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# I need a reference circuit for 4_wire the impedance measurement using AD5934, range 50 to 250 ohm.

Category: Hardware

I saw the reference design file CN0349 and CN0217, I think both are 2-wire implementation of the AD5P3x family IC. Can I get the circuit reference for the 4-wire implementation, with impedance range of 50 to 250 ohm.

Help will be highly appreciated.

Parents
• You may use this post as a starting point:

4 wire Impedance measurement

• In the link, it is mentioned that setting Rcal = 20 can set the impedance range from 1 to 60. Can you please explain this, I did not get this. How can Rcal resistor set the range.

• Let me add the pictures of the waveform.

100Ohm

120 ohm

AD9534 frequency is 5khz and sweep increment I set to 4 Hz. The acquired signal amplitude does changes but I get 91 Ohm when I place 120 Ohm resistor after calibration.

After calibration with 100 ohm, when I do measure 100 ohm I get 100 ohm.

• Yes, I am checking the signal on RFB resistor.

For 100 Ω the Re is 3113 and Im is 4171.

I wrote the software for this part.

• For 100 Ω the Re is 3113 and Im is 4171.

Output log shown in pic below.

• The suspicion is that your code thinks that the output is inversely proportional to the impedance under test - which is correct when the AD5934 does not have the 4-wire analog circuits between Vout and Vin. With this 4-wire circuit the output is directly proportional to the impedance under test.

In abstract sense the circuit is converting the impedance into integers in the Re and im registers that constitute complex output Re + j*Im. The conversion factor  between physical Ohms and counts in those registers can be viewed as complex gain G. This complex gain can be calibrated with a known resistor: resistor impedance has only real component and zero imaginary component, so Zcal = 100 + j*0 Ohm. The correspondent output is Outcal = Re + j*Im = 3113 + j*4171 = G * (100 + j*0) Ohm, so G = (3113 + j*4171 ) / ((100 + j*0) Ohm). The "unknown" impedance Zx produces output,  which is proportional to Zx: Outx = 3400 + j*4574 = G * Zx, so Zx = Outx / G = (3400 + j*4574)*(100 + j*0) Ohm / (3113 + j*4171)  109.5 + j*0.21 Ohm. As expected from a resistor, the imaginary component is nearly zero. The real component is 109.5 Ohms, which is a bit far from the expected 120 Ohm, but it could still be within manufacturing tolerance of both the resistors used for calibration and as the "unknown."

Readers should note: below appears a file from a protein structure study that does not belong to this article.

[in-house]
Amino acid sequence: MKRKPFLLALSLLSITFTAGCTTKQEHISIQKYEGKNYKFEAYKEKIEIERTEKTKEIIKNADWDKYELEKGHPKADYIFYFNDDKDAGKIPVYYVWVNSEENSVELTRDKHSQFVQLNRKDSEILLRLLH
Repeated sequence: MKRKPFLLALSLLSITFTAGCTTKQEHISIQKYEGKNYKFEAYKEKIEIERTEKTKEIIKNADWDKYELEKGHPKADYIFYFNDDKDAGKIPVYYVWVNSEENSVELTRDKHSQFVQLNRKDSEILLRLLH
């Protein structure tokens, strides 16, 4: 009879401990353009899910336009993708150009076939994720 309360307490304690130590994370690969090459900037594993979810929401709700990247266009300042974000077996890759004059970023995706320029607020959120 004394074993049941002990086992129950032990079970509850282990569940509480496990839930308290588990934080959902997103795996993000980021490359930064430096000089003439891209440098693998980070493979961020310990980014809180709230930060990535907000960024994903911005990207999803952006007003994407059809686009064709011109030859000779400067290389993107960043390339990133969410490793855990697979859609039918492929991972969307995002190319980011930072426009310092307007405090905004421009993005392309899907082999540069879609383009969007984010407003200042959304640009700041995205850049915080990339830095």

• For this part I already order 16Mhz crystal, so I will change the crystal.

The undocumented issue with the "DFT" implemented in the AD5933/4 is that it only approximates the results given by the textbook DFT. Generally speaking, the synthesized  frequency with respect to clock frequency should be relatively high for the "DFT" on the chip to produce reasonably accurate results. To measure at lower frequencies it is often useful to run the chip at lower clock frequency.

• Is this because of low frequency or there can be some other issue?

Since you are running your chip on 1MHz clock the frequency should not cause this, but it could if clock frequency were 16MHz.

• With this 4-wire circuit the output is directly proportional to the impedance under test.

Yes, I missed that point. Now I am getting 109 Ω when measuring 120 Ω.

The real component is 109.5 Ohms, which is a bit far from the expected 120 Ohm, but it could still be within manufacturing tolerance of both the resistors used for calibration and as the "unknown."

I ordered more resistors (different values) I will calibrate and measure a bunch of different resistors.

Thanks once again.

• This is the result.

• Yes, it would be great if you could find some 0.1% or better yet 0,05% resistors. Only avoid wire wound type - those may have too much inductance for AC measurements.

• I did test and calibrate using different resistor values. I noted that the measurement accuracy is better near the calibrated resistance value. I think this is not a problem, this I can improve using some tricks.